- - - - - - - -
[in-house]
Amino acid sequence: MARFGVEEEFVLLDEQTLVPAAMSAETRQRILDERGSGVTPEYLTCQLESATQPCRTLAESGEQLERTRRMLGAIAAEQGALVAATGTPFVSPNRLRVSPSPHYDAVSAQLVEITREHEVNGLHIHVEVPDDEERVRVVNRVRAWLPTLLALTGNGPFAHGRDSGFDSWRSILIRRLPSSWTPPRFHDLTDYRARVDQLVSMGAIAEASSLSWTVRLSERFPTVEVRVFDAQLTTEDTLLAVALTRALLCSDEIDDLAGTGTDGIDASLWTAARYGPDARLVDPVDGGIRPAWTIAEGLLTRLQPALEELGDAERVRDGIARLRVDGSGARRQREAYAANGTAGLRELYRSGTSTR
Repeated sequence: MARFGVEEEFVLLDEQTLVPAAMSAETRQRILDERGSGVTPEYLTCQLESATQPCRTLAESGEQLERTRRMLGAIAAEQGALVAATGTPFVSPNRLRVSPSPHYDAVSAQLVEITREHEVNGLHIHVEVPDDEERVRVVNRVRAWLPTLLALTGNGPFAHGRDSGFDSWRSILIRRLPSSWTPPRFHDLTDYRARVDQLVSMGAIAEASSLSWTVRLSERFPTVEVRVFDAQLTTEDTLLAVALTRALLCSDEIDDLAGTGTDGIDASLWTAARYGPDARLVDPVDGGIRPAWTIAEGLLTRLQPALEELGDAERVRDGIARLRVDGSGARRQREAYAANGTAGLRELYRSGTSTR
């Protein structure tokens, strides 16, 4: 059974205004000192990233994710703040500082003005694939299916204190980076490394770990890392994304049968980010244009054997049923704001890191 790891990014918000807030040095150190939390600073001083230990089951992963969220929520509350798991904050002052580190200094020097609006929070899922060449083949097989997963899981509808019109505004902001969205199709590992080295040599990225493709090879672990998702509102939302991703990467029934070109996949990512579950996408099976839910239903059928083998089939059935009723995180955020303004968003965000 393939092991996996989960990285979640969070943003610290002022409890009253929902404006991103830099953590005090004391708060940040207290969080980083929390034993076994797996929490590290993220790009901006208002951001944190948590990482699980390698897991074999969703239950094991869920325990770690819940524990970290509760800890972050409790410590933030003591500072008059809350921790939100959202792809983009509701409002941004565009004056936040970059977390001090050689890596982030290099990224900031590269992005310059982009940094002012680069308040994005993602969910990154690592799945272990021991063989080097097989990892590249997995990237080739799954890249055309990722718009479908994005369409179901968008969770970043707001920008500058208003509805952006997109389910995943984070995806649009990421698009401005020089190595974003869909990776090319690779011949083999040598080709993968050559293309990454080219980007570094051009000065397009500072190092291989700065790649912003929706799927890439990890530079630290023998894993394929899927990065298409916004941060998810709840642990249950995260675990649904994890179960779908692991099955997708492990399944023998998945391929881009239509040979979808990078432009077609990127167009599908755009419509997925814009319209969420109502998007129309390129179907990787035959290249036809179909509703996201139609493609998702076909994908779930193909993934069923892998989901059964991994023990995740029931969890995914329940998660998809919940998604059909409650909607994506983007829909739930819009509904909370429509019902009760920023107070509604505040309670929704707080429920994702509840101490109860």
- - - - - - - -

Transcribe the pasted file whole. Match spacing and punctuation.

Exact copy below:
[in-house]
Amino acid sequence: MARFGVEEEFVLLDEQTLVPAAMSAETRQRILDERGSGVTPEYLTCQLESATQPCRTLAESGEQLERTRRMLGAIAAEQGALVAATGTPFVSPNRLRVSPSPHYDAVSAQLVEITREHEVNGLHIHVEVPDDEERVRVVNRVRAWLPTLLALTGNGPFAHGRDSGFDSWRSILIRRLPSSWTPPRFHDLTDYRARVDQLVSMGAIAEASSLSWTVRLSERFPTVEVRVFDAQLTTEDTLLAVALTRALLCSDEIDDLAGTGTDGIDASLWTAARYGPDARLVDPVDGGIRPAWTIAEGLLTRLQPALEELGDAERVRDGIARLRVDGSGARRQREAYAANGTAGLRELYRSGTSTR
Repeated sequence: MARFGVEEEFVLLDEQTLVPAAMSAETRQRILDERGSGVTPEYLTCQLESATQPCRTLAESGEQLERTRRMLGAIAAEQGALVAATGTPFVSPNRLRVSPSPHYDAVSAQLVEITREHEVNGLHIHVEVPDDEERVRVVNRVRAWLPTLLALTGNGPFAHGRDSGFDSWRSILIRRLPSSWTPPRFHDLTDYRARVDQLVSMGAIAEASSLSWTVRLSERFPTVEVRVFDAQLTTEDTLLAVALTRALLCSDEIDDLAGTGTDGIDASLWTAARYGPDARLVDPVDGGIRPAWTIAEGLLTRLQPALEELGDAERVRDGIARLRVDGSGARRQREAYAANGTAGLRELYRSGTSTR
């Protein structure tokens, strides 16, 4: 059974205004000192990233994710703040500082003005694939299916204190980076490394770990890392994304049968980010244009054997049923704001890191 790891990014918000807030040095150190939390600073001083230990089951992963969220929520509350798991904050002052580190200094020097609006929070899922060449083949097989997963899981509808019109505004902001969205199709590992080295040599990225493709090879672990998702509102939302991703990467029934070109996949990512579950996408099976839910239903059928083998089939059935009723995180955020303004968003965000 393939092991996996989960990285979640969070943003610290002022409890009253929902404006991103830099953590005090004391708060940040207290969080980083929390034993076994797996929490590290993220790009901006208002951001944190948590990482699980390698897991074999969703239950094991869920325990770690819940524990970290509760800890972050409790410590933030003591500072008059809350921790939100959202792809983009509701409002941004565009004056936040970059977390001090050689890596982030290099990224900031590269992005310059982009940094002012680069308040994005993602969910990154690592799945272990021991063989080097097989990892590249997995990237080739799954890249055309990722718009479908994005369409179901968008969770970043707001920008500058208003509805952006997109389910995943984070995806649009990421698009401005020089190595974003869909990776090319690779011949083999040598080709993968050559293309990454080219980007570094051009000065397009500072190092291989700065790649912003929706799927890439990890530079630290023998894993394929899927990065298409916004941060998810709840642990249950995260675990649904994890179960779908692991099955997708492990399944023998998945391929881009239509040979979808990078432009077609990127167009599908755009419509997925814009319209969420109502998007129309390129179907990787035959290249036809179909509703996201139609493609998702076909994908779930193909993934069923892998989901059964991994023990995740029931969890995914329940998660998809919940998604059909409650909607994506983007829909739930819009509904909370429509019902009760920023107070509604505040309670929704707080429920994702509840101490109860």